Why some racing rules demand such test is questionable, maybe just some rule writers tried to feel them smart, which they obviously are not

BR Teddy
OK. Roger roger.

I think I understand what you are saying. At least I seem to understand the part where you mention the importance of the weights.

We are talking about different experiments though.

The way I have seen it done, a block was hoisted up the main halyard, a rope was pulled thru it and tied to a cell which was tied to a dock. Now the line was winched while the boat was allowed to float away from the dock (controlled by two lines run fore and aft). They winched an measured till the mast was about horizontal. They repeated the measurements again while easing the rope.

Not sure how many points they took. I guess about a dozen.

The data was then fed into a laptop and a curve was best fitted. It looked sinusoidal and the software was a plain spreadsheet software. It was pretty obvious then from just looking at the plot where the max was.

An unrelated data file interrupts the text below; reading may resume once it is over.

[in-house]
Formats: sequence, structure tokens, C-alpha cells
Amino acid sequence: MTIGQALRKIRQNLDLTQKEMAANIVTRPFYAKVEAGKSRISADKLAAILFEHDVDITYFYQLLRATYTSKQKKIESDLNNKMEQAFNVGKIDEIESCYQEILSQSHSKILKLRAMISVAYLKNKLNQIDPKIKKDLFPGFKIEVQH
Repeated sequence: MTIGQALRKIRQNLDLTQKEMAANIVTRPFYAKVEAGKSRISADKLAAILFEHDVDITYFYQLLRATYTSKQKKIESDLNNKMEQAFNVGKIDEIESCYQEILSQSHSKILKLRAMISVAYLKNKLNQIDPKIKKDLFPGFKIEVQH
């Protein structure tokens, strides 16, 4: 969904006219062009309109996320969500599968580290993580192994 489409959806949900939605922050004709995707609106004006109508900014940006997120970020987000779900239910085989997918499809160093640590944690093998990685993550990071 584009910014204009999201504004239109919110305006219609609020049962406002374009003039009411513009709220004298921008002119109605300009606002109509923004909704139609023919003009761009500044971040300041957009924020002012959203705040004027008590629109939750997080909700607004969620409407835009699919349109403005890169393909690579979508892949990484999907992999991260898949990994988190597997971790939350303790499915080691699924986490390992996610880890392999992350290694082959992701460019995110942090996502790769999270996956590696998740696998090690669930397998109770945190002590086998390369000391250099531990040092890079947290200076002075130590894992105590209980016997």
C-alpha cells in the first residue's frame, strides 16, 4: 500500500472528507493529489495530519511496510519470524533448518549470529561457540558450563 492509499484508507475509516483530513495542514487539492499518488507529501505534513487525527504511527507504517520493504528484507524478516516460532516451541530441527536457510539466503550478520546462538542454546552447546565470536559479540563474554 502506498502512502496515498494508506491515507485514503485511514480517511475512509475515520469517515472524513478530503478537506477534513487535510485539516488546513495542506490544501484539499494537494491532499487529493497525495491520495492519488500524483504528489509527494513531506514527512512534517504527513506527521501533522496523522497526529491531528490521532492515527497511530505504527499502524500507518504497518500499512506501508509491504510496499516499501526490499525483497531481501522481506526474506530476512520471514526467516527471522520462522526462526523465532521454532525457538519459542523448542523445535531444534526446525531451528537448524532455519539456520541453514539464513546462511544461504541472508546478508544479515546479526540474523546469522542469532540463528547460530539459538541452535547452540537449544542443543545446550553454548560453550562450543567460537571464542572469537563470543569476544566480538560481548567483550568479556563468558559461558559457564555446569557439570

I cannot say how the data got processed afterwards but I know it was used to redesign the mast and standing rigging on this particular boat to bring it up to present IMOCA standard (present IMOCA have standardised rigging and keels).

So to say they did not just hang a water filled jerry can at the end of the boom, if this is what you mean by the test not being accurate.

Too bad my French is no match to those young guys skills in building and preparing the boats. I could have learned much more as this is exactly where the best boats are built and modified. I have never before seen so many well educated and talented people in one place. You may have noticed too that the peak of the IMOCA class are mostly engineers by trade.

BTW Given the look of the curve I think for many boats we can say the max is a range rather than a point. Notice most boats have very flat curves. Fewer have a semi-distinctive 'peak' that will probably too drift way to each side as the boat gets loaded with specific gear.

Cheers,
b.
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Old 09-10-2016, 13:35   #33
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Re: Max righting moment question

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Originally Posted by barnakiel View Post
OK. Roger roger.

I think I understand what you are saying. At least I seem to understand the part where you mention the importance of the weights.

We are talking about different experiments though.